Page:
China accuses former Interpol chief of bribery
Meng Hongwei’s disappearance sparked concerns late last month.
Chinese authorities are investigating the former president of Interpol for bribery and other crimes – and indicate that political transgressions may also have landed him in trouble.
Meng Hongwei, China’s vice minister for public security, is being investigated due to his own “wilfulness and for bringing trouble upon himself”, Beijing said.
Interpol announced that Meng had resigned as president of the international police agency, effective immediately, shortly after China made a brief announcement that he was under investigation.
Meng’s unexplained disappearance in China late last month, which had prompted the French government and Interpol to make their concerns known publicly, threatened to further tarnish Beijing’s image.
The announcement by Beijing elaborated on a terse announcement by an agency of the ruling Communist Party that investigates corruption and political disloyalty that said Meng was suspected of unspecified legal violations.
Meng is now the latest high-ranking official, and one with an unusually prominent international standing, to fall victim to a sweeping crackdown by the ruling party.
In a sign of how seriously the authorities regard the case, Zhao Lezhi, the minister for public security, chaired a meeting in the early hours of Monday morning with senior officials of the ministry’s party committee to discuss it.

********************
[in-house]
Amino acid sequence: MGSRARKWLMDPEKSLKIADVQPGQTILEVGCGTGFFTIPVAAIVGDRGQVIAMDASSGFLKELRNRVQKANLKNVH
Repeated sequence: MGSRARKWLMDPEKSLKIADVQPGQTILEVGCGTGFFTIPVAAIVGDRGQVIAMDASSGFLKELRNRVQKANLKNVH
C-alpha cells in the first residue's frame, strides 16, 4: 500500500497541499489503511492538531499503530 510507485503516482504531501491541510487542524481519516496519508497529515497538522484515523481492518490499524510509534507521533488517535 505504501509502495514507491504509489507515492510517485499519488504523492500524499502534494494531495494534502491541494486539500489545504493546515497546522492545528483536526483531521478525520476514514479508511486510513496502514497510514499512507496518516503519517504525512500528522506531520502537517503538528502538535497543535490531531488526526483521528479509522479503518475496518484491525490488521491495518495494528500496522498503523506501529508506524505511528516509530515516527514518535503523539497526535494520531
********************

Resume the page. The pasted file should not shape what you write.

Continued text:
French judicial officials had said on Friday that the 64-year-old Meng was missing.
His unexplained disappearance while on a trip home to China late last month had prompted the French government and Interpol to make their concerns known publicly.
Interpol announced that Meng had resigned as president of the international police agency, effective immediately, shortly after China announced that he was under investigation.
The revelation that China’s system of shady and often-arbitrary detentions could ensnare even a senior public security official with international stature has cast a shadow over the image Beijing has sought to cultivate in recent years as a modern country with the rule of law.
A statement on the ministry of public security’s website provided no details about the bribes Meng allegedly took or the other crimes he is accused of, but it suggested that he is also being investigated for political lapses.
It indicated that Meng, a member of the Communist Party, may have somehow been tainted by the former security chief and ex-Politburo Standing Committee member Zhou Yongkang, who is now serving a life sentence for corruption.
Statement by the INTERPOL General Secretariat on the resignation of— INTERPOL (@INTERPOL_HQ) October 7, 2018
Meng Hongwei. pic.twitter.com/c2daKd9N39
“We should resolutely oppose corruption and resolutely eliminate the pernicious influence of Zhou Yongkang,” it said.
Meng’s various jobs likely put him in close contact with Zhou and other Chinese leaders in the security establishment, a sector long synonymous with corruption, opacity and human rights abuses.
Zhou and other senior figures prosecuted in Chinese president Xi Jinping’s anti-corruption crackdown were mostly convicted of corruption but officials have since also said they were accused of “conspiring openly to usurp party leadership”.
At Monday’s meeting, officials were told that they “must always maintain the political quality of being absolutely loyal to the party”, the statement said.